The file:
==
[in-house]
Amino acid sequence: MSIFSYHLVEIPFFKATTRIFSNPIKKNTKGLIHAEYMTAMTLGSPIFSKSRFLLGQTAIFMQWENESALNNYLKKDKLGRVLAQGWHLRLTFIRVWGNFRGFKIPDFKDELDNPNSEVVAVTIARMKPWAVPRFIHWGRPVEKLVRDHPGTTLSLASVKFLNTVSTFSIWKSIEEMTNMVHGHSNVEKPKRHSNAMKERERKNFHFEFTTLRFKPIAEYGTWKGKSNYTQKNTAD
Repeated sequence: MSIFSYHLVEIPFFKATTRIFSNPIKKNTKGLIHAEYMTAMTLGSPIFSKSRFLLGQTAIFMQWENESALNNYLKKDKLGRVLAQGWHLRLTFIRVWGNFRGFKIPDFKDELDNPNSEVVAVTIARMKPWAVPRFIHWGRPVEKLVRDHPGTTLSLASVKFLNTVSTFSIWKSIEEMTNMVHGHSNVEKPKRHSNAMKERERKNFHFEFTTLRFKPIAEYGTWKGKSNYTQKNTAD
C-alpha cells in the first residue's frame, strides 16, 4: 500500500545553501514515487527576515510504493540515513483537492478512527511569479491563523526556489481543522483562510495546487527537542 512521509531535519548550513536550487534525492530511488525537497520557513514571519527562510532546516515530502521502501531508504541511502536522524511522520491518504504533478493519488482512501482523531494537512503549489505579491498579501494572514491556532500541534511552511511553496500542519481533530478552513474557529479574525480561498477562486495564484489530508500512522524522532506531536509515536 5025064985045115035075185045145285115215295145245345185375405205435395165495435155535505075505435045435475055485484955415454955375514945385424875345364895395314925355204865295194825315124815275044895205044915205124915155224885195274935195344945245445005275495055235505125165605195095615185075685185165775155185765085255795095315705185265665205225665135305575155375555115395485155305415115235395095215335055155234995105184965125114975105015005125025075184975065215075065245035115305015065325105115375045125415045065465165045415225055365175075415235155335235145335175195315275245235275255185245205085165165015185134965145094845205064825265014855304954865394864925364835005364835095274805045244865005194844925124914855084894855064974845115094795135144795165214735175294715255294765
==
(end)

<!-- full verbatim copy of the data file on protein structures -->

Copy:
[in-house]
Amino acid sequence: MSIFSYHLVEIPFFKATTRIFSNPIKKNTKGLIHAEYMTAMTLGSPIFSKSRFLLGQTAIFMQWENESALNNYLKKDKLGRVLAQGWHLRLTFIRVWGNFRGFKIPDFKDELDNPNSEVVAVTIARMKPWAVPRFIHWGRPVEKLVRDHPGTTLSLASVKFLNTVSTFSIWKSIEEMTNMVHGHSNVEKPKRHSNAMKERERKNFHFEFTTLRFKPIAEYGTWKGKSNYTQKNTAD
Repeated sequence: MSIFSYHLVEIPFFKATTRIFSNPIKKNTKGLIHAEYMTAMTLGSPIFSKSRFLLGQTAIFMQWENESALNNYLKKDKLGRVLAQGWHLRLTFIRVWGNFRGFKIPDFKDELDNPNSEVVAVTIARMKPWAVPRFIHWGRPVEKLVRDHPGTTLSLASVKFLNTVSTFSIWKSIEEMTNMVHGHSNVEKPKRHSNAMKERERKNFHFEFTTLRFKPIAEYGTWKGKSNYTQKNTAD
C-alpha cells in the first residue's frame, strides 16, 4: 500500500545553501514515487527576515510504493540515513483537492478512527511569479491563523526556489481543522483562510495546487527537542 512521509531535519548550513536550487534525492530511488525537497520557513514571519527562510532546516515530502521502501531508504541511502536522524511522520491518504504533478493519488482512501482523531494537512503549489505579491498579501494572514491556532500541534511552511511553496500542519481533530478552513474557529479574525480561498477562486495564484489530508500512522524522532506531536509515536 5025064985045115035075185045145285115215295145245345185375405205435395165495435155535505075505435045435475055485484955415454955375514945385424875345364895395314925355204865295194825315124815275044895205044915205124915155224885195274935195344945245445005275495055235505125165605195095615185075685185165775155185765085255795095315705185265665205225665135305575155375555115395485155305415115235395095215335055155234995105184965125114975105015005125025075184975065215075065245035115305015065325105115375045125415045065465165045415225055365175075415235155335235145335175195315275245235275255185245205085165165015185134965145094845205064825265014855304954865394864925364835005364835095274805045244865005194844925124914855084894855064974845115094795135144795165214735175294715255294765